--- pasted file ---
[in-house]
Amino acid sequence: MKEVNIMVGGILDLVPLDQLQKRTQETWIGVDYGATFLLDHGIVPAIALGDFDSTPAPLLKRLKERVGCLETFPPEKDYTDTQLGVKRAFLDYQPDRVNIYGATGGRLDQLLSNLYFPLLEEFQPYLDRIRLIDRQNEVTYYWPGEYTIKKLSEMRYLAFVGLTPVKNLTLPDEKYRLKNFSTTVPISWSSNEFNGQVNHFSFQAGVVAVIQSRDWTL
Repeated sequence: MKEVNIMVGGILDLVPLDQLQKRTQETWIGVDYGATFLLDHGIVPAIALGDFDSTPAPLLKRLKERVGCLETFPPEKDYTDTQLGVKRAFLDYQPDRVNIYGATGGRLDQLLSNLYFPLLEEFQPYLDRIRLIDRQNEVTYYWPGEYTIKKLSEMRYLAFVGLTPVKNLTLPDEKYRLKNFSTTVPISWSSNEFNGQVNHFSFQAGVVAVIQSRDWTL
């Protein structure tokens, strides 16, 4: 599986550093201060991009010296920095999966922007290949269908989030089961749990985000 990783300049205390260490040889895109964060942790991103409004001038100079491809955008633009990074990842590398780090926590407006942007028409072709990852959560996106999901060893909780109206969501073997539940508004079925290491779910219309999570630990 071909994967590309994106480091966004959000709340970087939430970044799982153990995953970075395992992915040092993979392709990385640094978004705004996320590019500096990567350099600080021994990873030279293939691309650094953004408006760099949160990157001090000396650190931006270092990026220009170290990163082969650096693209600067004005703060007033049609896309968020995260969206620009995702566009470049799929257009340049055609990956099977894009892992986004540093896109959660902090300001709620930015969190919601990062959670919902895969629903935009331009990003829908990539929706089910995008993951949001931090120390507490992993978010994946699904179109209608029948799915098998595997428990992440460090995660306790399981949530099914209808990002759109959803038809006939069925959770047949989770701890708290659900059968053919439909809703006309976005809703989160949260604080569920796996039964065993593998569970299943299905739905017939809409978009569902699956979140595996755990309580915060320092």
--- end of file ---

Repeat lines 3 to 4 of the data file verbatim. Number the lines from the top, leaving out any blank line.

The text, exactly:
Repeated sequence: MKEVNIMVGGILDLVPLDQLQKRTQETWIGVDYGATFLLDHGIVPAIALGDFDSTPAPLLKRLKERVGCLETFPPEKDYTDTQLGVKRAFLDYQPDRVNIYGATGGRLDQLLSNLYFPLLEEFQPYLDRIRLIDRQNEVTYYWPGEYTIKKLSEMRYLAFVGLTPVKNLTLPDEKYRLKNFSTTVPISWSSNEFNGQVNHFSFQAGVVAVIQSRDWTL
């Protein structure tokens, strides 16, 4: 599986550093201060991009010296920095999966922007290949269908989030089961749990985000 990783300049205390260490040889895109964060942790991103409004001038100079491809955008633009990074990842590398780090926590407006942007028409072709990852959560996106999901060893909780109206969501073997539940508004079925290491779910219309999570630990 071909994967590309994106480091966004959000709340970087939430970044799982153990995953970075395992992915040092993979392709990385640094978004705004996320590019500096990567350099600080021994990873030279293939691309650094953004408006760099949160990157001090000396650190931006270092990026220009170290990163082969650096693209600067004005703060007033049609896309968020995260969206620009995702566009470049799929257009340049055609990956099977894009892992986004540093896109959660902090300001709620930015969190919601990062959670919902895969629903935009331009990003829908990539929706089910995008993951949001931090120390507490992993978010994946699904179109209608029948799915098998595997428990992440460090995660306790399981949530099914209808990002759109959803038809006939069925959770047949989770701890708290659900059968053919439909809703006309976005809703989160949260604080569920796996039964065993593998569970299943299905739905017939809409978009569902699956979140595996755990309580915060320092």